Our Government seems to have suspected as little as did the American people that the cumulative commitment it was making would end in a land war fought on the Asian mainland mainly by American troops and almost wholly by American resources, exceeding in dimensions any foreign war except the Two World Wars and the Korean War. Even in Korea, though the casualties were greater than those we have so far suffered in the present fighting, the maximum number of troops committed at any one time was 470,000, a figure already surpassed in South Viet Nam, and growing fast.

On all possible grounds, political and humane, the President must desire peace. His problem-our problem-is one of means and costs.

III

If at this point the Administration recognizes that our original goals are not attainable, it should identify new goals and adopt the new policies needed to reach them. This involves a reassessment of our obligations to the present Government in Saigon. We are honor bound not to accept any situation which puts or leaves in physical danger those who have supported the war. (If this means providing a future for many of them abroad, the problems involved would be minor compared to the troubles we face in an indefinitely continuing and widening war.) But our obligation to the Saigon Government does not extend to letting it determine the basis on which we deal with the enemy to settle a war in which Americans, not the South Vietnamese, are now the principal protagonists.

In this regard we recently made one advance. Ambassador Goldberg, by his announcement on November 2, 1967, that the United States would support a move to invite the Viet Cong to participate in U.N. Security Council debates on Viet Nam, opened up the possibility that, despite Saigon's known objections, we might be willing to negotiate with the Viet Cong as well as the National Liberation Front and the Hanoi Government. It seems clear today that it was a mistake ever to have ruled out the enemy with whom we were most directly engaged from participating in talks to end the fighting. For one thing, the relationship of the Viet Cong to the Hanoi Government is not precisely known; its eventual objectives in South Viet Nam may well differ in some respects from those favored in Hanoi (as might become more evident at a time when it was no longer dependent on Hanoi for military supplies and reinforcements). Secondly, since we aim to preserve South Viet Nam as an independent state separate from North Viet Nam (assuming it so desires), it was unwise to proceed as though all the power of the enemy to determine the future of South Viet Nam was situated in the North.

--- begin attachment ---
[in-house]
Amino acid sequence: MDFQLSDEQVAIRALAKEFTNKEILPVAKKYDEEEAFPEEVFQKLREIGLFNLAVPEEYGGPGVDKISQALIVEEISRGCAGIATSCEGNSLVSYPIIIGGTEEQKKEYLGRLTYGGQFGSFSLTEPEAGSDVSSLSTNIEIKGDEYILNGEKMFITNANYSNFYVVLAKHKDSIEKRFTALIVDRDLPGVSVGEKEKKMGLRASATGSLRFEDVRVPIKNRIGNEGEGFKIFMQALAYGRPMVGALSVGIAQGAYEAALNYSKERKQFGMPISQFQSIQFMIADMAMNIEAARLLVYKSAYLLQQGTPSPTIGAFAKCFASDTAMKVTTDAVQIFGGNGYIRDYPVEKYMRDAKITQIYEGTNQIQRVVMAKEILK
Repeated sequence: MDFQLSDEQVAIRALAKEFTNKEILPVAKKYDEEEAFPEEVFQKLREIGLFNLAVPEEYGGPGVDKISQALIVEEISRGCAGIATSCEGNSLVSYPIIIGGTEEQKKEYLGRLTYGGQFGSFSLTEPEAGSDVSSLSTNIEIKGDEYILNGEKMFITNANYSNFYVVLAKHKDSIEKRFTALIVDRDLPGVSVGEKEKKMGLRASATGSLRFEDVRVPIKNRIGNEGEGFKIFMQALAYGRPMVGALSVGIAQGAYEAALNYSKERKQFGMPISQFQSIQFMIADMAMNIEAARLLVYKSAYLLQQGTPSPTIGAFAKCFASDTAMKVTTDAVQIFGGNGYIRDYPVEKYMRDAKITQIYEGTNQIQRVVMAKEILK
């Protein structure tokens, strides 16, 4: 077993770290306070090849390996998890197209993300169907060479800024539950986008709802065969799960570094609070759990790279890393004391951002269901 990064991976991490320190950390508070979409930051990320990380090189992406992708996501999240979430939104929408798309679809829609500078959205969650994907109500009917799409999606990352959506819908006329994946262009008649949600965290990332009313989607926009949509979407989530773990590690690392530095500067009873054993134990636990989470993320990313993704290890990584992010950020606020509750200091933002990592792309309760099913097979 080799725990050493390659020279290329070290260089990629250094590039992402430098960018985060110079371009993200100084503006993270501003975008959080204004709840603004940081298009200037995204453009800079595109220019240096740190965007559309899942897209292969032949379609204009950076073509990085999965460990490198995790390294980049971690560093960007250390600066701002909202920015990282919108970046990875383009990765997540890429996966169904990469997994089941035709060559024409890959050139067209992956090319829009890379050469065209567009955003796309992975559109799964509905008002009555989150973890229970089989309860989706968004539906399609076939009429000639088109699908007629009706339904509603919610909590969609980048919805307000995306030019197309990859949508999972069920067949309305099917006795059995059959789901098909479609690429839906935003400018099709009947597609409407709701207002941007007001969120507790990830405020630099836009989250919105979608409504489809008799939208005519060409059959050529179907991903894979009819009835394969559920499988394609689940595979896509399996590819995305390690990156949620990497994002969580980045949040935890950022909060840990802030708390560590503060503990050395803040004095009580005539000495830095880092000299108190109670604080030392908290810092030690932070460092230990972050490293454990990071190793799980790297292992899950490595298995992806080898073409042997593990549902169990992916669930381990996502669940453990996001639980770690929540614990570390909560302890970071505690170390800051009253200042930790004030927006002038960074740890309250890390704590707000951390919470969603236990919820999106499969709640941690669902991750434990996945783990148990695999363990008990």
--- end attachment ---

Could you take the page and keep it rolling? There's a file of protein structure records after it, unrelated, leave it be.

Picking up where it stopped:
When we first intervened in South Viet Nam our asserted aim was to help the people maintain their independence and decide their future for themselves: and this purpose we have many times confirmed. It is difficult to maintain that they exercised the right of free choice in the election of the present Government, on which so much of our policy is predicated. Granted that under the conditions of harassment which prevailed it was a feat to hold an election at all, the ruthless exclusion of rival leaders and of potential candidates with pacifist or neutralist leanings invalidates the claim that it is representative, impairs its authority and makes it a partner for which we are continually having to apologize. The ability of the people of South Viet Nam to make decisions may all along have existed only in our illusions, and a fortiori may be illusory today. Eventually they should be given a fairer chance to attempt making a choice than they have had so far: but under prevailing conditions of turmoil and insecurity this is impossible.

Given that impossibility, there seem to be two remedial actions which we can and should take.